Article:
Published July 8th, 2009
Local Residents Give Gifts that Keep Giving
By Jennifer Wake

When Lafayette resident Ginger Birdsall learned that her long-time friend, Diana Kercheval Bennett, passed away last month, she wasn't surprised that Bennett's will requested friends to support a special cause. What surprised friends who combined efforts to honor Bennett's life was that their memorial gift would be a water buffalo and a goat.
For years, Diana and her husband, Michael, had donated to Heifer International, a non-profit organization whose goal is to help end world hunger and poverty through self-reliance and sustainability. Donations purchase fast-multiplying livestock (like goats and rabbits), seeds, or provide training to families struggling with hunger and poverty.
"She loved the thought of the program and the empowerment of women in the third world," her daughter Charity Maness said. "Every year for at least the last 10 or so years I have received a gift donated to Heifer for Christmas from my mom."
"This organization helps people in need," added Birdsall. "There's so much starvation in these developing countries. The villagers can get milk from both the goat and the water buffalo, and the goat also has kids that go to other people in the village. Villagers can also sell them, or rent out the water buffalo to other villagers to work for them."
Birdsall helped to organize the gift of the two animals, which were purchased by a group of 16 of Bennett's close friends who had known her through the Lafayette Orinda Presbyterian Church singles ministry.
"I've never been involved in this kind of memorial gift, and I think it's a wonderful idea just as is giving gifts to help with the cure for cancer, heart disease and many other health issues," said Lafayette resident Marilyn Teakle. "This one is to help starving people - just as important."
Another of Bennett's friends, Anne Spanier added that the organization is unique because not only does it make a real difference in a person's life, but when the animal is then bred with another those offspring go to other families. "It has a multiplier effect."
According to Heifer International's Web site, everyone who receives a gift, be it a cow or seeds or training, agrees to pass it on to someone else in need, magnifying the benefit of the original gift.
Much like Heifer International, there are many organizations that take small contributions (by Western standards) and produce a big benefit in poverty-stricken areas.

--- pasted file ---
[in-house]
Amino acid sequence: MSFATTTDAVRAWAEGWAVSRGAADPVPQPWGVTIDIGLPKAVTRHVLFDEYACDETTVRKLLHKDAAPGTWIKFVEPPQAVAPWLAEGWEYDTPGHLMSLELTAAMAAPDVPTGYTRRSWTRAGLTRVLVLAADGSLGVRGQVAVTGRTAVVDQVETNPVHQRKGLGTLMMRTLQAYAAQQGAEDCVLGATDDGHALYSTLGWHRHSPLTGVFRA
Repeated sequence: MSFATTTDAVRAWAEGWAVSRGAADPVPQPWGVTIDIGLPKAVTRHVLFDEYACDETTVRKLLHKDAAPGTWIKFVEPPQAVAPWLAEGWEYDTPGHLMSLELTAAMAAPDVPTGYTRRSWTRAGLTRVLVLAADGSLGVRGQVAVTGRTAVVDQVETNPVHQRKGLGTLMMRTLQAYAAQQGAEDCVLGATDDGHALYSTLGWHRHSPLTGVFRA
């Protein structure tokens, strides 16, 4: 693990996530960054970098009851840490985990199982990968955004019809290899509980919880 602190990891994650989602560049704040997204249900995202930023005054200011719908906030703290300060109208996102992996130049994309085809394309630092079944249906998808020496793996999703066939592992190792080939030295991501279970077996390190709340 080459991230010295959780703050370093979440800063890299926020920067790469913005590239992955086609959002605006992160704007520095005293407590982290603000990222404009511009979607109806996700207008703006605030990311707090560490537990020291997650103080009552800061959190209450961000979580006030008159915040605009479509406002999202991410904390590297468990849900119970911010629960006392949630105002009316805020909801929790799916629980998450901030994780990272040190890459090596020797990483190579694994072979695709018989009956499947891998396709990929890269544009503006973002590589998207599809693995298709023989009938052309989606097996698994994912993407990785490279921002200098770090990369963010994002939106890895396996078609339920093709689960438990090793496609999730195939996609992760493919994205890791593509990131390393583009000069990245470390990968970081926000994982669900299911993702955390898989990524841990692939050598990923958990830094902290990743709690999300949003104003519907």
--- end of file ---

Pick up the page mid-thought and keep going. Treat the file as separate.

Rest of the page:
In 2006, Muhammad Yunus of Grameen Bank was awarded the Nobel Peace Prize for developing micro-credit, targeted to the poorest of the poor in Bangladesh. Small loans with little restrictions were given to these people who were "outside the banking orbit" and unable to get loans. One woman bought a goat with her first $20 loan, and went on to become a successful entrepreneur and elected board member of the bank.
Another example is One Laptop Per Child, which was created to bring computers and the Internet to children in remote areas, using free Linux software and a windup design requiring no electrical power. For each $100 laptop purchased, one would be sent to a child in a developing country.
Other organizations with more local aims request gifts that cost nothing at all.
Long-time Orinda resident Robin Cartier has seen more children in recent years come to her salon near Rossmoor (Salon Cartier) to donate their hair to Locks of Love, an organization started by a mother whose 4-year-old daughter had lost her hair due to alopecia areata (a disease that affects the hair follicles).
Other local children are foregoing their own birthday gifts to help causes close to their hearts. On June 28, 9-year-old Orinda resident, Tiffany Shinn, hosted a Make-A-Wish Foundation birthday party asking for donations in lieu of gifts after learning about the organization during a modeling job.
"I don't really need more gifts," Shinn wrote in a letter to party goers, adding, ". . . I was sad by the fact that, while I enjoy a normal and sometimes privileged life . . . there are kids my age who are dying."
Birdsall notes that a lot of kids in Lamorinda are very fortunate. "[Giving to a cause] is a nice way to pay back," she said.
As for the memorial gift, Birdsall and her friends are glad for a chance to continue Diana's participation in Heifer International. "That's what she did at every opportunity," Birdsall said of Bennett. "She was a magnet that way, getting people to march in the same direction."
For more information about Heifer International, Grameen Bank, One Laptop Per Child, Locks of Love, or Make-A-Wish Foundation, visit their Web sites at: heifer.com, grameen-info.org, laptop.org, locksoflove.org, or wish.org.

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